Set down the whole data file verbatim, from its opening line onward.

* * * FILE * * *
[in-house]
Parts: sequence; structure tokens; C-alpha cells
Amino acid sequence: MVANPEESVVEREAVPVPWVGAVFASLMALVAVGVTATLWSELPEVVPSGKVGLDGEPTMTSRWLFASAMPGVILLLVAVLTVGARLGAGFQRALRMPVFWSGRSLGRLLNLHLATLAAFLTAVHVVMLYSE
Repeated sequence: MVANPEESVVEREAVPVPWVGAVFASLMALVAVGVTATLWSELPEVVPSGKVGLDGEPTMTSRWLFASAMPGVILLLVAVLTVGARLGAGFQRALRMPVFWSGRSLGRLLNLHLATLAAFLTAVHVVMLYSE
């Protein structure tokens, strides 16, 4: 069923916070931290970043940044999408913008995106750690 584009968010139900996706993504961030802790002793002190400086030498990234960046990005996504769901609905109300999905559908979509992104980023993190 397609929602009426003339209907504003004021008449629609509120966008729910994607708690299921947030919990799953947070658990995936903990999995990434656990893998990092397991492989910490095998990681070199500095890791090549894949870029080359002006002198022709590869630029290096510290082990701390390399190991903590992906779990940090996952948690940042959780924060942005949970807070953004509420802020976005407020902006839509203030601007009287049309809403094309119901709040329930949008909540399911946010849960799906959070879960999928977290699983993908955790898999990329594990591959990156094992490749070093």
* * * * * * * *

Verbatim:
[in-house]
Parts: sequence; structure tokens; C-alpha cells
Amino acid sequence: MVANPEESVVEREAVPVPWVGAVFASLMALVAVGVTATLWSELPEVVPSGKVGLDGEPTMTSRWLFASAMPGVILLLVAVLTVGARLGAGFQRALRMPVFWSGRSLGRLLNLHLATLAAFLTAVHVVMLYSE
Repeated sequence: MVANPEESVVEREAVPVPWVGAVFASLMALVAVGVTATLWSELPEVVPSGKVGLDGEPTMTSRWLFASAMPGVILLLVAVLTVGARLGAGFQRALRMPVFWSGRSLGRLLNLHLATLAAFLTAVHVVMLYSE
């Protein structure tokens, strides 16, 4: 069923916070931290970043940044999408913008995106750690 584009968010139900996706993504961030802790002793002190400086030498990234960046990005996504769901609905109300999905559908979509992104980023993190 397609929602009426003339209907504003004021008449629609509120966008729910994607708690299921947030919990799953947070658990995936903990999995990434656990893998990092397991492989910490095998990681070199500095890791090549894949870029080359002006002198022709590869630029290096510290082990701390390399190991903590992906779990940090996952948690940042959780924060942005949970807070953004509420802020976005407020902006839509203030601007009287049309809403094309119901709040329930949008909540399911946010849960799906959070879960999928977290699983993908955790898999990329594990591959990156094992490749070093």